NaSA PoD Project Update #2

28 Feb

Since our last update we have made some good progress on the conversion from camper to mobile outreach classroom.

We installed some custom cut and painted paneling – THANK YOU JIM! – inside the future solar-electronics cabinet (the old refrigerator space) and then cut two holes for the ventilation fans that will serve to keep everything cool. Note: all is unfinished so everything will look rough around the edges.

The first cooling fan in place – a perfect fit!

Looking at the exhaust side of the fan from the kitchenette side of the solar-electronics cabinet.

Looking at the inside of the lower fan from inside the SE cabinet.

The next photo is the intake side of the lower cooling fan. It is in the NaSA PoD’s entry way directly across from the air conditioner so on very hot, sunny, days when the A/C is running – this fan will serve to pull cool air in from the A/C unit only 2 feet away, thereby keeping the electronics cool and efficient which will in turn keep all of the PoD’s occupants – animal and human – comfortable and safe.

After getting the paneling and fans in place Jim and I temporarily mounted some of the solar-electronic gear. Below are the two Victron solar charge controllers in their future locations below the upper cooling fan. The cardboard structure to their right is the carboard crafted inverter/charger analogue…

…which will soon be replaced with the recently arrived Victron Inverter/Charger unit such as the one pictured below.

We then temporarily installed the Victron Battery Management System (BMS) and Lynx Distributors as in the photo below. Note: It looks crooked but that is an optical illusion created by the curvature of the RV’s shell. Second Note: this device is “naked” in that its pretty blue coverings have been removed. When complete it will have all its coverings in place.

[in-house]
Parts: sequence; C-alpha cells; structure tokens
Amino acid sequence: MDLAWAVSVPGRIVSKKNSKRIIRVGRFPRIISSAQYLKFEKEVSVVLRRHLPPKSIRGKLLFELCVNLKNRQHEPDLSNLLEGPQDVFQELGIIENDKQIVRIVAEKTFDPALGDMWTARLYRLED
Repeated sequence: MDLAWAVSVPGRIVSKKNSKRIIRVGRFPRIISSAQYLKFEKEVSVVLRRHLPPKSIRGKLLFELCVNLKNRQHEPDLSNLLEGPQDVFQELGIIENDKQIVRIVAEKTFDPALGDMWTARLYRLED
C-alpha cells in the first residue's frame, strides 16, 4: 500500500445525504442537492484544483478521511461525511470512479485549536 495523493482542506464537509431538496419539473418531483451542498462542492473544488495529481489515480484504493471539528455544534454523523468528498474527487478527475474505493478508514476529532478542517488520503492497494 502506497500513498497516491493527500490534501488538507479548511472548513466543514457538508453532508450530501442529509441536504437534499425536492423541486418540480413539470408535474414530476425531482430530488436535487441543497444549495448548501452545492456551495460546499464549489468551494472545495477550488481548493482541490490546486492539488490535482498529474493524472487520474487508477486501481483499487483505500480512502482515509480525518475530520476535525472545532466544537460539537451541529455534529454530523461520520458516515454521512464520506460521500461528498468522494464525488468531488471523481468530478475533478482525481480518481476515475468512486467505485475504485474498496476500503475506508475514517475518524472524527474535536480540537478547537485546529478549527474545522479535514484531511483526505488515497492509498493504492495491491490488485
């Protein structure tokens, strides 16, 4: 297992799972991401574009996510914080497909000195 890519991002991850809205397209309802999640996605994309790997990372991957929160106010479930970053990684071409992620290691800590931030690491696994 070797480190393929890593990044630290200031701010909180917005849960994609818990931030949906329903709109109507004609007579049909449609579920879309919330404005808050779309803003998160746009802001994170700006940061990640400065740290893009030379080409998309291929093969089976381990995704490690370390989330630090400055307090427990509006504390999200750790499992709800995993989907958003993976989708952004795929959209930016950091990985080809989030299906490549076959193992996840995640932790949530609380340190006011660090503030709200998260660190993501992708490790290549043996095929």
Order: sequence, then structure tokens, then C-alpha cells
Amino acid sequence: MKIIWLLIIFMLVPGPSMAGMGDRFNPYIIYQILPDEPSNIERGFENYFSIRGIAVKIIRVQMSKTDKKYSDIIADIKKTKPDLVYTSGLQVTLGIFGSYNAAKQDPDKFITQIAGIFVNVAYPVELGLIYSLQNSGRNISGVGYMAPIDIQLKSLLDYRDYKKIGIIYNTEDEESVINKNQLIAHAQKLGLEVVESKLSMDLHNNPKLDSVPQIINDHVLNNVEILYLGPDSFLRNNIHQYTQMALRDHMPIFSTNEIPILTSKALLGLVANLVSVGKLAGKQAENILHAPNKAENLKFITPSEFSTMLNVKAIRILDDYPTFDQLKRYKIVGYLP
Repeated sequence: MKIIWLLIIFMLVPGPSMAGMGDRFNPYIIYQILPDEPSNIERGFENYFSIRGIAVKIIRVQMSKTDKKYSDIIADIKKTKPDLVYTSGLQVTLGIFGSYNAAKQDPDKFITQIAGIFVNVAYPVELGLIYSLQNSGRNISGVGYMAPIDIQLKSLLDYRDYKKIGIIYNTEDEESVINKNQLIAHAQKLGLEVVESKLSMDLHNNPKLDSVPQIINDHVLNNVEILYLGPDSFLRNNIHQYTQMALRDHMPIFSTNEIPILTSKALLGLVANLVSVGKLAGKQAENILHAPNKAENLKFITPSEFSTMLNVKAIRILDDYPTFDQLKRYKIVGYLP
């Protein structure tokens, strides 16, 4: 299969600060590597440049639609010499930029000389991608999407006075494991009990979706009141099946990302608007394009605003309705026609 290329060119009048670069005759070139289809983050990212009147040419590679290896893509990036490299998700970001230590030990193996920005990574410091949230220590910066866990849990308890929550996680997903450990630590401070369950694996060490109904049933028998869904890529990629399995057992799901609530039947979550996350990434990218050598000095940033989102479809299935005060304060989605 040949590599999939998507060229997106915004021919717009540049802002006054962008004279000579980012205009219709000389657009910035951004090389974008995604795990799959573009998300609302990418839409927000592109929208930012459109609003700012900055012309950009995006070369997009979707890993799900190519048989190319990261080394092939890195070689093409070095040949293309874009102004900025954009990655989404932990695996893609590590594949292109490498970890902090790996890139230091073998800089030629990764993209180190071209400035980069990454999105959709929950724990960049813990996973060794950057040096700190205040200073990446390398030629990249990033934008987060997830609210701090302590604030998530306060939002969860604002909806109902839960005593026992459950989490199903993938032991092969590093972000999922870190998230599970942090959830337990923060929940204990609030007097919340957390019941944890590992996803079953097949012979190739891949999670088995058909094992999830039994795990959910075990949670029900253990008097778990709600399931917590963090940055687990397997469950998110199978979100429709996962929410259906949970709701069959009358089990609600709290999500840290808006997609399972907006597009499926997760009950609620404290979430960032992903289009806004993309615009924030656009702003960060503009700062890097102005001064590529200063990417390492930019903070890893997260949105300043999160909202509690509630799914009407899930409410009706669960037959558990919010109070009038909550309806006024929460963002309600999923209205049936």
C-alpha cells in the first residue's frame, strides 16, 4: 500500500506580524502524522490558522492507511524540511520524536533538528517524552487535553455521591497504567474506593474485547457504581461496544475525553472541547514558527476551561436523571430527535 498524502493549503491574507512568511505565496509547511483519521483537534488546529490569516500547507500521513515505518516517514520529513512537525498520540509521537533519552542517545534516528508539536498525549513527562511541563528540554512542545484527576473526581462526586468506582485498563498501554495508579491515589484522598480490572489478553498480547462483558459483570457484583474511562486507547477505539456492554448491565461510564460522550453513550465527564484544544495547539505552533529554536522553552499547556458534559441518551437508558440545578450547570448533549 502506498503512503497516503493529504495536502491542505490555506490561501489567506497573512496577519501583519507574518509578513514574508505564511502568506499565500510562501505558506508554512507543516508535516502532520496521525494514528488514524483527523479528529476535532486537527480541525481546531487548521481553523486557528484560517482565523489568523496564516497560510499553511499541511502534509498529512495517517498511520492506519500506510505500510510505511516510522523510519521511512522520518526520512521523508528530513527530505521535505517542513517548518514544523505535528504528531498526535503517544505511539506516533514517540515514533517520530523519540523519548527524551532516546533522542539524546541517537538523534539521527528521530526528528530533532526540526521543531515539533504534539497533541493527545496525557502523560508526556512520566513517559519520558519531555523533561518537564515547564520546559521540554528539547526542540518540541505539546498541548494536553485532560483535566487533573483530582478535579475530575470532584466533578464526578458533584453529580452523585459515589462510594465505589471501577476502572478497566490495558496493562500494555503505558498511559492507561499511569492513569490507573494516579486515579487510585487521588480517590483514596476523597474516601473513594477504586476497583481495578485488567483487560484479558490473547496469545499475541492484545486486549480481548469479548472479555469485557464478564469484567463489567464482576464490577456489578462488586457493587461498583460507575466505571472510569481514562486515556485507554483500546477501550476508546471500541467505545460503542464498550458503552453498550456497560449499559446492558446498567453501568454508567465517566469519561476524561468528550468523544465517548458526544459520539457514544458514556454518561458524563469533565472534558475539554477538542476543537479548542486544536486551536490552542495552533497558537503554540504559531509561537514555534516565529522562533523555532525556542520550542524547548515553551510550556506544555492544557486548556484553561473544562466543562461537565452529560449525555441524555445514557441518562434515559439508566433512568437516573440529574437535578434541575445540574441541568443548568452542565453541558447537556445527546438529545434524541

After drilling all the holes to facilitate the future mounting of the electronics we removed the old, soggy, flooring of the soon to be an electronics cabinet revealing perfectly intact marine-grade fiberglass underneath…well, except for two holes which we will patch with marine-grade sealant.

We then fabricated a new floor covered by a nice piece of aluminum diamond plate. None of this is bolted in place just yet but will be very soon. The ugly yellow-brown fiberglass parts of the walls will also be sanded and painted to make the space far more presentable when we are teaching programs on renewable energy and/or attending festivals and events.

I then removed the fiberglass structures that support the sleeping area…

…exposing the hot water heater (the white device on the right) and the fresh water tank on the left. The stack of red tool boxes will become habitat pods that will house our reptilian education animals while presenting outreach programs. Each habitat pod will provide security and climate control for their sensitive scaly occupants.

This is the fresh water tank in its original location. I opted to move it to a new location to shift some of the weight from the “passenger side” to the “drivers” side of the RV to offset some of the weight from all the new solar-electronics gear going in place soon. The new location is directly across the room in the spot where the old 12volt battery once resided beside the hot water heater (the white thing under the old 12 volt battery. The water tank is not bolted in place just yet…